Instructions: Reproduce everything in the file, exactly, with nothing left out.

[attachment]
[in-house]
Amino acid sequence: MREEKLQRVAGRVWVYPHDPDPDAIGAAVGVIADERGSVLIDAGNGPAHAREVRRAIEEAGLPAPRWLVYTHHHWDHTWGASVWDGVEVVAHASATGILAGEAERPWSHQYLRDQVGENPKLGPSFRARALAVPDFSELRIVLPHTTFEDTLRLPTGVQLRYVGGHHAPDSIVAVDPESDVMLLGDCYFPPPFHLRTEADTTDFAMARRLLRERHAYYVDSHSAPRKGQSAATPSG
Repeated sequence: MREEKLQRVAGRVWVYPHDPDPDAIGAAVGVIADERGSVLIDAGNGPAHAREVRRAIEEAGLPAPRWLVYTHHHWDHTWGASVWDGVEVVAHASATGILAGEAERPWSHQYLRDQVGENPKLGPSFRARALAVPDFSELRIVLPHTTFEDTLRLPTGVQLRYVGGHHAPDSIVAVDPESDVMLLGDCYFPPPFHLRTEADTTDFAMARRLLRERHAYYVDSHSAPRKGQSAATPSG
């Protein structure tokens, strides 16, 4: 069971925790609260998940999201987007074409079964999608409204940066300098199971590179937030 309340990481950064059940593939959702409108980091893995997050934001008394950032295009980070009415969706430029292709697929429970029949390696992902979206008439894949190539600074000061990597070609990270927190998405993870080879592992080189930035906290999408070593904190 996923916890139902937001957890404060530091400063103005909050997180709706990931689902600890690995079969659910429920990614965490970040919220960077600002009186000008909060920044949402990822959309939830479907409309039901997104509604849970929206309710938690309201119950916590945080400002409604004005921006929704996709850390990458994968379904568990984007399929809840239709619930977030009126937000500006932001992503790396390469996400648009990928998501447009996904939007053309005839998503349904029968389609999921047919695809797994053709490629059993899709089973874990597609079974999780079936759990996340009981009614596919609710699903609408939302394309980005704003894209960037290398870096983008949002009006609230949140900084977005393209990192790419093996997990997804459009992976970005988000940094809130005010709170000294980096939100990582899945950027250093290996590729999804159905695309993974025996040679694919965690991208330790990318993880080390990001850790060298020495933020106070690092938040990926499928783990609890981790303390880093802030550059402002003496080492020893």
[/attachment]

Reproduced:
[in-house]
Amino acid sequence: MREEKLQRVAGRVWVYPHDPDPDAIGAAVGVIADERGSVLIDAGNGPAHAREVRRAIEEAGLPAPRWLVYTHHHWDHTWGASVWDGVEVVAHASATGILAGEAERPWSHQYLRDQVGENPKLGPSFRARALAVPDFSELRIVLPHTTFEDTLRLPTGVQLRYVGGHHAPDSIVAVDPESDVMLLGDCYFPPPFHLRTEADTTDFAMARRLLRERHAYYVDSHSAPRKGQSAATPSG
Repeated sequence: MREEKLQRVAGRVWVYPHDPDPDAIGAAVGVIADERGSVLIDAGNGPAHAREVRRAIEEAGLPAPRWLVYTHHHWDHTWGASVWDGVEVVAHASATGILAGEAERPWSHQYLRDQVGENPKLGPSFRARALAVPDFSELRIVLPHTTFEDTLRLPTGVQLRYVGGHHAPDSIVAVDPESDVMLLGDCYFPPPFHLRTEADTTDFAMARRLLRERHAYYVDSHSAPRKGQSAATPSG
């Protein structure tokens, strides 16, 4: 069971925790609260998940999201987007074409079964999608409204940066300098199971590179937030 309340990481950064059940593939959702409108980091893995997050934001008394950032295009980070009415969706430029292709697929429970029949390696992902979206008439894949190539600074000061990597070609990270927190998405993870080879592992080189930035906290999408070593904190 996923916890139902937001957890404060530091400063103005909050997180709706990931689902600890690995079969659910429920990614965490970040919220960077600002009186000008909060920044949402990822959309939830479907409309039901997104509604849970929206309710938690309201119950916590945080400002409604004005921006929704996709850390990458994968379904568990984007399929809840239709619930977030009126937000500006932001992503790396390469996400648009990928998501447009996904939007053309005839998503349904029968389609999921047919695809797994053709490629059993899709089973874990597609079974999780079936759990996340009981009614596919609710699903609408939302394309980005704003894209960037290398870096983008949002009006609230949140900084977005393209990192790419093996997990997804459009992976970005988000940094809130005010709170000294980096939100990582899945950027250093290996590729999804159905695309993974025996040679694919965690991208330790990318993880080390990001850790060298020495933020106070690092938040990926499928783990609890981790303390880093802030550059402002003496080492020893």